If you’re reading this, chances are CASL is already out hunting spammers day and night.

The full act can be found here, but if you’re like me, you don’t speak legalese – especially if it takes more than six scrolls and has no pictures!

That’s why this post will give you the downlow on what you need to know about Canada’s best super hero since Wolverine.

Please note, this blog post is intended to be informative and by no means a substitute for legal counsel should you find yourself in contradiction of the law. Each legal case is subjective.

What is CASL?

While not exactly a superhero, this act gets rid of the bad guys just as effectively.

CASL is the new Canadian Anti-Spam Law effective from the 1st of July 2014. The law requires that consent be gained from current and future recipients of email marketing – implied or express (more on this later).


If you haven’t gained any express consent from the people on your mailing list, don’t worry just yet – CASL allows a three year grace period from the 1st of July in order for businesses to gain consent from their current clients, however, this grace period will NOT apply to relationships established after the first of July.

Spam Doesn’t Pay

Who needs gameshows?

CASL can make an offended party a millionaire overnight – charging as much as 1 million dollars for an individual in contradiction of the act or a maximum of 10 million dollars for a company breaking the law.

How to Play Ball

If you learned anything from the Bobby Fuller Four it’s that you can’t fight the law and win.

CASL has three requirements for anyone sending a marketing email.

1. Consent

Before you begin sending your electronic messages (emails), you must have implicit or express consent from the person you are sending your mail to.

Implicit consent in terms of CASL can be obtained in a variety of ways – from inquiry to actual purchases of a product.

Each way of obtaining implicit consent has a certain time frame attached to it for that consent to remain and can be anywhere from 6 – 24 months.

Business cards that you have acquired count as implied consent as long as the content of your email applies to that person’s position and that person has not expressly stated that they do not wish to obtain email.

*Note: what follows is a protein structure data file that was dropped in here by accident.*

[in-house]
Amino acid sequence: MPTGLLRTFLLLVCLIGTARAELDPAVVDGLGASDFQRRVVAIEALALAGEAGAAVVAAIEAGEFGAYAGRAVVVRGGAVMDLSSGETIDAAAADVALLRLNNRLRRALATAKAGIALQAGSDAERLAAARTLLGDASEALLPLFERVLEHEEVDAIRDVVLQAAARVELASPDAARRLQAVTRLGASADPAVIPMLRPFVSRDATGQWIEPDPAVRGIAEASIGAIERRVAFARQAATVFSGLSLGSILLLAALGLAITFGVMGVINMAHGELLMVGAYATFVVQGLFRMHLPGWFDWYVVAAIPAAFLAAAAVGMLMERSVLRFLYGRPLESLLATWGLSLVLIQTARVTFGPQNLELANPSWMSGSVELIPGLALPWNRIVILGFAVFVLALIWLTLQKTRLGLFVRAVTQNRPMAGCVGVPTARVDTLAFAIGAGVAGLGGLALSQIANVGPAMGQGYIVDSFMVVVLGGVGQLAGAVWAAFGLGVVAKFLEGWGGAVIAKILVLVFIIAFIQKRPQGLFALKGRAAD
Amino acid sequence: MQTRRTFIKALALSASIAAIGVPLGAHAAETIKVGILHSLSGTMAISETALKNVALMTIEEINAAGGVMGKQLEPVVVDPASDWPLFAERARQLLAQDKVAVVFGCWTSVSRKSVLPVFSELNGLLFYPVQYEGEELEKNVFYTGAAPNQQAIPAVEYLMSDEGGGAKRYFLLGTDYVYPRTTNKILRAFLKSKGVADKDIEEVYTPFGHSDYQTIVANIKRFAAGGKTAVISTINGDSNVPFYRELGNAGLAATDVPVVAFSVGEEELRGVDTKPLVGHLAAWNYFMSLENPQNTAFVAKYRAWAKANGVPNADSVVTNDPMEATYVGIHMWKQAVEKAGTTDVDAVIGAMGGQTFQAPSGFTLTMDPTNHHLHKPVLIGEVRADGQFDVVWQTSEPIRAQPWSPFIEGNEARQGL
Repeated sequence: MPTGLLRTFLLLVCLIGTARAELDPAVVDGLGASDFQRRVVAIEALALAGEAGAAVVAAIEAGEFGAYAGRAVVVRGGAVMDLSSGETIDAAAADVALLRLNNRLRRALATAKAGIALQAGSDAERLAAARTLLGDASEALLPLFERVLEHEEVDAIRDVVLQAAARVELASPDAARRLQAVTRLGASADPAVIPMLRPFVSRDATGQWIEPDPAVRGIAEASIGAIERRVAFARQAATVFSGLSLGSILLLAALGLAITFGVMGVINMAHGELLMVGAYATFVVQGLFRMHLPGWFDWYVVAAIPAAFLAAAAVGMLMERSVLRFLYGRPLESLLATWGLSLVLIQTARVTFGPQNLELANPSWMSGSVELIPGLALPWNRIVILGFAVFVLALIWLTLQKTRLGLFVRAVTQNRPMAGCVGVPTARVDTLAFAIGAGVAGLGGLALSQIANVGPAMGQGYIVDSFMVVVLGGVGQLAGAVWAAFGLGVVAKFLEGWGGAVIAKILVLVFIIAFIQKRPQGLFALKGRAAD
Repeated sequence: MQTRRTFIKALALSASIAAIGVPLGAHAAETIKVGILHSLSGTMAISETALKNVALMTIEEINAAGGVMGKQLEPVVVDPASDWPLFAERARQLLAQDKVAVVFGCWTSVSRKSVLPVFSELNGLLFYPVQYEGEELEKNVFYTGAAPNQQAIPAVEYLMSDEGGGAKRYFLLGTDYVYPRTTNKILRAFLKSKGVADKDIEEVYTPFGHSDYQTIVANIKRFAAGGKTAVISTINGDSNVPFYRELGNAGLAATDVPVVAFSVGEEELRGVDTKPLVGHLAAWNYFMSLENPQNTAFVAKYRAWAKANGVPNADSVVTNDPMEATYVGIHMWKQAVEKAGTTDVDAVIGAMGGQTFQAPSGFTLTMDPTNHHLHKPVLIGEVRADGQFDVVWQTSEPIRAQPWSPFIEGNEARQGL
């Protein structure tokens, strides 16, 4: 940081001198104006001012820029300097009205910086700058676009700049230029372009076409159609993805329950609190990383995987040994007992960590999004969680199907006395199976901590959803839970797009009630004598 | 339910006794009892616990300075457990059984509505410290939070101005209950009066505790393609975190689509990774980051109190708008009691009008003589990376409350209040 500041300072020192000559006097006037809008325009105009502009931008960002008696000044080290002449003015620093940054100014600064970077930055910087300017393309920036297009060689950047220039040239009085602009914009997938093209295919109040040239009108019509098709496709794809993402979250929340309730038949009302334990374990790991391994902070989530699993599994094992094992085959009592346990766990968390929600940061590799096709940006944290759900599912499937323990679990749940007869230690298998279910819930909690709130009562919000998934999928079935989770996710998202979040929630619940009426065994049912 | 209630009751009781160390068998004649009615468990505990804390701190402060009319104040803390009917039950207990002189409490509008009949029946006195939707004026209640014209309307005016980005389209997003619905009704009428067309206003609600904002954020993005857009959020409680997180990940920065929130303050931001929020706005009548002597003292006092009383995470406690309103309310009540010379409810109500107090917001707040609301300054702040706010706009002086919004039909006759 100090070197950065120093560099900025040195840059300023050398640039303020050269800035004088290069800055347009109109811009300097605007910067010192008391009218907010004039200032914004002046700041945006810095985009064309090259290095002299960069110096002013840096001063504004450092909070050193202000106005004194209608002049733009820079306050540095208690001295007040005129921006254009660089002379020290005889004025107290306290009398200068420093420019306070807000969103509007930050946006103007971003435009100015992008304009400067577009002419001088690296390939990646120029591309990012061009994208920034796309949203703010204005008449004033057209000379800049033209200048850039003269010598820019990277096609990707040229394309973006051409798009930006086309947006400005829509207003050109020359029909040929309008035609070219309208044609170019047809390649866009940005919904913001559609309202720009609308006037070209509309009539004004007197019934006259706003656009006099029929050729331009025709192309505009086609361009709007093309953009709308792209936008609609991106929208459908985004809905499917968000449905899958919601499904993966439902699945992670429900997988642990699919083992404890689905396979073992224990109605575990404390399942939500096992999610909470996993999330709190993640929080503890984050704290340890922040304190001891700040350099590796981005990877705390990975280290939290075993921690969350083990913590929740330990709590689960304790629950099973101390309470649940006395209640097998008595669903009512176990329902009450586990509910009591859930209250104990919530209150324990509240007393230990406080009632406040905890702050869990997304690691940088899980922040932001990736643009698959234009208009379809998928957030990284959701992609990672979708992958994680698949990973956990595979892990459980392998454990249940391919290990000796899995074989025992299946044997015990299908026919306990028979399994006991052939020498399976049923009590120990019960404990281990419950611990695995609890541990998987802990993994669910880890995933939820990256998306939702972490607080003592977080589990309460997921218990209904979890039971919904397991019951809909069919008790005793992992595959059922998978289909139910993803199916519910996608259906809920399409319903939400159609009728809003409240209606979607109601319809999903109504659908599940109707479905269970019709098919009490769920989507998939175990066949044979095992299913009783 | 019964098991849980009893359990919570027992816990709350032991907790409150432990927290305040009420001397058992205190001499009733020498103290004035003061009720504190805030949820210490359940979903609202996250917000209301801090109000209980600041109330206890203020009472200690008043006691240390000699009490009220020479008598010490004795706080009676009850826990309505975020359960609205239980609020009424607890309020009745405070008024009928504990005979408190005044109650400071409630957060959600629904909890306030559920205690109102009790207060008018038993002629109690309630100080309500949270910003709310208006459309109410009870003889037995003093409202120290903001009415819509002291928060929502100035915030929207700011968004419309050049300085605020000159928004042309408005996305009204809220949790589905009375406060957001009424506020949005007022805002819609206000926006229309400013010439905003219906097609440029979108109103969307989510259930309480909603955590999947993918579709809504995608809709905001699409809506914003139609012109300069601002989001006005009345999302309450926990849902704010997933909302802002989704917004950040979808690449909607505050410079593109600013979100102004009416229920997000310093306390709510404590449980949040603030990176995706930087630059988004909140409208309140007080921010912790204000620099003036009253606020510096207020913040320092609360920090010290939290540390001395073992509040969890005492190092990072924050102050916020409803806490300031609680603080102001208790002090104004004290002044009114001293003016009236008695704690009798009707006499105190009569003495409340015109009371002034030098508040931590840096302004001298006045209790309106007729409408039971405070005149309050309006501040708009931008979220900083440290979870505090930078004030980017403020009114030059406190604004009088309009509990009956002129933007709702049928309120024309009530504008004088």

Express consent in terms of CASL can be obtained through methods such as double opt in, website confirmation and the like.

Express consent can be obtained in writing or orally and lasts until the person giving the consent takes it back and revokes it. However, the onus of proving consent is on the sender – so it’s a good idea to start keeping a record of written consent.

You CANNOT obtain express consent through pre ticked boxes or any other method that requires no action on behalf of the recipient.

Addresses you obtain via referrals are the exception to the consent rule if the person who referred the referee has a relationship (business or otherwise) with the referred and the business that is sending the email.

What is important to remember here is that if you keep up good email practice, you should be fine – but it is still recommended that you obtain express consent via double opt in for new clients and a re-confirmation email for existing clients.

2. Identification

You must CLEARLY identify yourself in every email that you send out.

This is something that you should already be doing along with clearly making your contact details easy to access for the reader

3. Unsubscribe Option

There must be a CLEAR and easily accessible unsubscribe option attached to every email that you send.

It is also a good idea to make the process as quick and easy as possible for your sender reputation and deliverability.

The Bottom Line

  • Be sure that every email you send has consent, identification and an unsubscribe button that are all easily identified by the reader.
  • Keep a reliable record of the consent of every individual.
  • CASL only applies to Canadian citizens, but contains good email practice that helps your deliverability in general.
  • If you haven’t already, obtain express consent from all your current clients through a confirmation email.
  • For future clients, ALWAYS use a double opt in.

Here are some resources to help you understand the law better:

  1. The Law Itself
  1. A helpful video
  1. FAQ on CASL
  1. Course of Legal implications on CASL (presentation)

SharpSpring Mail + has some articles that help with deliverability and good email practice that will help guard against CASL and being reported as a spammer, as well as some tools and services that improve sender reputation.

Do you have any questions on CASL? How will this change business as usual? Let us know in the comments below!


  • Author: maryka.burger

  • Maryka has worked across multiple industries ranging from hard news journalism to digital tech companies and advertising. She is an expert at building online presence, and offers a wealth of knowledge on digital marketing, social media and automation trends to agencies and digital start-ups.